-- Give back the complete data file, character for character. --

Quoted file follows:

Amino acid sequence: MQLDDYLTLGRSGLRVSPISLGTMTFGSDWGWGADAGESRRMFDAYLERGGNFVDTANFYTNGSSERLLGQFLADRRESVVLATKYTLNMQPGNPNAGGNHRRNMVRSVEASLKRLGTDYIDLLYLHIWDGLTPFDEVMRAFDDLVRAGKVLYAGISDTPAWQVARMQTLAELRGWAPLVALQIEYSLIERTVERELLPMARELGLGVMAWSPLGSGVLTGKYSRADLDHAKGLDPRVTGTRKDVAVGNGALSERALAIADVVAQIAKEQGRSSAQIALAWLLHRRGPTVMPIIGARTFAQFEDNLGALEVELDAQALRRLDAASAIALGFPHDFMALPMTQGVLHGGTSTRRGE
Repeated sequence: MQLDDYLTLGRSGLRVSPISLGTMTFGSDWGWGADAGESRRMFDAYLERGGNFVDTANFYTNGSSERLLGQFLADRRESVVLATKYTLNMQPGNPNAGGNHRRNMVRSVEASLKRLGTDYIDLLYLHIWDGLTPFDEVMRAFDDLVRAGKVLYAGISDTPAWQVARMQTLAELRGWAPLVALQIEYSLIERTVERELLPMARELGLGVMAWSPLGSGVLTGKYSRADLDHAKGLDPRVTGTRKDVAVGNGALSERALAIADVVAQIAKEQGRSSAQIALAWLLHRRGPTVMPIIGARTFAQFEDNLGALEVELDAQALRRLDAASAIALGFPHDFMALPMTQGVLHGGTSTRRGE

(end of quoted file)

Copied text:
Amino acid sequence: MQLDDYLTLGRSGLRVSPISLGTMTFGSDWGWGADAGESRRMFDAYLERGGNFVDTANFYTNGSSERLLGQFLADRRESVVLATKYTLNMQPGNPNAGGNHRRNMVRSVEASLKRLGTDYIDLLYLHIWDGLTPFDEVMRAFDDLVRAGKVLYAGISDTPAWQVARMQTLAELRGWAPLVALQIEYSLIERTVERELLPMARELGLGVMAWSPLGSGVLTGKYSRADLDHAKGLDPRVTGTRKDVAVGNGALSERALAIADVVAQIAKEQGRSSAQIALAWLLHRRGPTVMPIIGARTFAQFEDNLGALEVELDAQALRRLDAASAIALGFPHDFMALPMTQGVLHGGTSTRRGE
Repeated sequence: MQLDDYLTLGRSGLRVSPISLGTMTFGSDWGWGADAGESRRMFDAYLERGGNFVDTANFYTNGSSERLLGQFLADRRESVVLATKYTLNMQPGNPNAGGNHRRNMVRSVEASLKRLGTDYIDLLYLHIWDGLTPFDEVMRAFDDLVRAGKVLYAGISDTPAWQVARMQTLAELRGWAPLVALQIEYSLIERTVERELLPMARELGLGVMAWSPLGSGVLTGKYSRADLDHAKGLDPRVTGTRKDVAVGNGALSERALAIADVVAQIAKEQGRSSAQIALAWLLHRRGPTVMPIIGARTFAQFEDNLGALEVELDAQALRRLDAASAIALGFPHDFMALPMTQGVLHGGTSTRRGE